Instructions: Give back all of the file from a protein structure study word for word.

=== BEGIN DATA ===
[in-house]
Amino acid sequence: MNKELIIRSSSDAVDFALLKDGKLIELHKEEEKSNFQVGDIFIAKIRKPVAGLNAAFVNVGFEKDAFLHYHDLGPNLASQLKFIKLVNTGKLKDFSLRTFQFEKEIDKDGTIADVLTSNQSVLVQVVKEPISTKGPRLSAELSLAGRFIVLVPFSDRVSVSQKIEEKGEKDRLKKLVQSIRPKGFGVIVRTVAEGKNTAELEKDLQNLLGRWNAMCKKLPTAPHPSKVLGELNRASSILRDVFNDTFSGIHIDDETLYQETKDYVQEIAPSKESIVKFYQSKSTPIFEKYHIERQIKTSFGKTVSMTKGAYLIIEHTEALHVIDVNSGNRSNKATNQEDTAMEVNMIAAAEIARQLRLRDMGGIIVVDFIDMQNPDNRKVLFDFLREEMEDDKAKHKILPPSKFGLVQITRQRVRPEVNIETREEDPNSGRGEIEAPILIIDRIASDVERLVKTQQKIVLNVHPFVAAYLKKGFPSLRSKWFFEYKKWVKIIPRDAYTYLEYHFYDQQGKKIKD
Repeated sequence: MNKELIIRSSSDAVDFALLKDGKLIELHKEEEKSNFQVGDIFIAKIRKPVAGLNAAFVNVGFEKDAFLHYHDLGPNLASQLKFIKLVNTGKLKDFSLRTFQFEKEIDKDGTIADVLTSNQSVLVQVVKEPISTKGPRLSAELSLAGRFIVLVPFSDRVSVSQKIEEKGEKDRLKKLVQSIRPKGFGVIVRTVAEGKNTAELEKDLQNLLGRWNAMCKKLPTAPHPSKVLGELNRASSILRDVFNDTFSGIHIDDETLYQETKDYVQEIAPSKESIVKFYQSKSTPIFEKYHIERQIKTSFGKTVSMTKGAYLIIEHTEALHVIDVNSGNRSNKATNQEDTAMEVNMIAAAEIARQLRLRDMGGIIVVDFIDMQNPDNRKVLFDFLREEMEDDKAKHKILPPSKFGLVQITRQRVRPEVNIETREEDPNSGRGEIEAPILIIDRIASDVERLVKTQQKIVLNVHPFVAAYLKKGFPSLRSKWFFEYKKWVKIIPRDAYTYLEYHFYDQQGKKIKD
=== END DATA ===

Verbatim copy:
[in-house]
Amino acid sequence: MNKELIIRSSSDAVDFALLKDGKLIELHKEEEKSNFQVGDIFIAKIRKPVAGLNAAFVNVGFEKDAFLHYHDLGPNLASQLKFIKLVNTGKLKDFSLRTFQFEKEIDKDGTIADVLTSNQSVLVQVVKEPISTKGPRLSAELSLAGRFIVLVPFSDRVSVSQKIEEKGEKDRLKKLVQSIRPKGFGVIVRTVAEGKNTAELEKDLQNLLGRWNAMCKKLPTAPHPSKVLGELNRASSILRDVFNDTFSGIHIDDETLYQETKDYVQEIAPSKESIVKFYQSKSTPIFEKYHIERQIKTSFGKTVSMTKGAYLIIEHTEALHVIDVNSGNRSNKATNQEDTAMEVNMIAAAEIARQLRLRDMGGIIVVDFIDMQNPDNRKVLFDFLREEMEDDKAKHKILPPSKFGLVQITRQRVRPEVNIETREEDPNSGRGEIEAPILIIDRIASDVERLVKTQQKIVLNVHPFVAAYLKKGFPSLRSKWFFEYKKWVKIIPRDAYTYLEYHFYDQQGKKIKD
Repeated sequence: MNKELIIRSSSDAVDFALLKDGKLIELHKEEEKSNFQVGDIFIAKIRKPVAGLNAAFVNVGFEKDAFLHYHDLGPNLASQLKFIKLVNTGKLKDFSLRTFQFEKEIDKDGTIADVLTSNQSVLVQVVKEPISTKGPRLSAELSLAGRFIVLVPFSDRVSVSQKIEEKGEKDRLKKLVQSIRPKGFGVIVRTVAEGKNTAELEKDLQNLLGRWNAMCKKLPTAPHPSKVLGELNRASSILRDVFNDTFSGIHIDDETLYQETKDYVQEIAPSKESIVKFYQSKSTPIFEKYHIERQIKTSFGKTVSMTKGAYLIIEHTEALHVIDVNSGNRSNKATNQEDTAMEVNMIAAAEIARQLRLRDMGGIIVVDFIDMQNPDNRKVLFDFLREEMEDDKAKHKILPPSKFGLVQITRQRVRPEVNIETREEDPNSGRGEIEAPILIIDRIASDVERLVKTQQKIVLNVHPFVAAYLKKGFPSLRSKWFFEYKKWVKIIPRDAYTYLEYHFYDQQGKKIKD